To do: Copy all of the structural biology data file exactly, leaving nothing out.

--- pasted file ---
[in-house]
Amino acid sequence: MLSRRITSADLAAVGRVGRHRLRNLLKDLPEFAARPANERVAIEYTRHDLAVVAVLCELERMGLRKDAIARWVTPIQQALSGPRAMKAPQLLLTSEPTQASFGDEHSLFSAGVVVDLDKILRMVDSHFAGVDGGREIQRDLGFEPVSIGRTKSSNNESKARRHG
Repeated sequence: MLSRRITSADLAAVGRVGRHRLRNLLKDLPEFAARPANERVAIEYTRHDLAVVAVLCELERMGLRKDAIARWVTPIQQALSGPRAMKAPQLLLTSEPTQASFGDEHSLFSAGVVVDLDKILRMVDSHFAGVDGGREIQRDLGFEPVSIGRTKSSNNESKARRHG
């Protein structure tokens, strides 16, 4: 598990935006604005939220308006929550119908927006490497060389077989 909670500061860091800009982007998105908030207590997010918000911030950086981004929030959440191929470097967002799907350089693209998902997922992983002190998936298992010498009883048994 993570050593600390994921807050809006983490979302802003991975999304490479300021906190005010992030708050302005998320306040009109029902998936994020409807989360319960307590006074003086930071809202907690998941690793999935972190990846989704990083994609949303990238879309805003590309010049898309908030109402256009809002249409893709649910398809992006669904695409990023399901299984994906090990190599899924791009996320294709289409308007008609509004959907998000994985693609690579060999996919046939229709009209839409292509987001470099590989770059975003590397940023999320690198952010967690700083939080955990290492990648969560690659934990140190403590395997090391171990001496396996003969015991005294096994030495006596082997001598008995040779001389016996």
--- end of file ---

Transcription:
[in-house]
Amino acid sequence: MLSRRITSADLAAVGRVGRHRLRNLLKDLPEFAARPANERVAIEYTRHDLAVVAVLCELERMGLRKDAIARWVTPIQQALSGPRAMKAPQLLLTSEPTQASFGDEHSLFSAGVVVDLDKILRMVDSHFAGVDGGREIQRDLGFEPVSIGRTKSSNNESKARRHG
Repeated sequence: MLSRRITSADLAAVGRVGRHRLRNLLKDLPEFAARPANERVAIEYTRHDLAVVAVLCELERMGLRKDAIARWVTPIQQALSGPRAMKAPQLLLTSEPTQASFGDEHSLFSAGVVVDLDKILRMVDSHFAGVDGGREIQRDLGFEPVSIGRTKSSNNESKARRHG
């Protein structure tokens, strides 16, 4: 598990935006604005939220308006929550119908927006490497060389077989 909670500061860091800009982007998105908030207590997010918000911030950086981004929030959440191929470097967002799907350089693209998902997922992983002190998936298992010498009883048994 993570050593600390994921807050809006983490979302802003991975999304490479300021906190005010992030708050302005998320306040009109029902998936994020409807989360319960307590006074003086930071809202907690998941690793999935972190990846989704990083994609949303990238879309805003590309010049898309908030109402256009809002249409893709649910398809992006669904695409990023399901299984994906090990190599899924791009996320294709289409308007008609509004959907998000994985693609690579060999996919046939229709009209839409292509987001470099590989770059975003590397940023999320690198952010967690700083939080955990290492990648969560690659934990140190403590395997090391171990001496396996003969015991005294096994030495006596082997001598008995040779001389016996």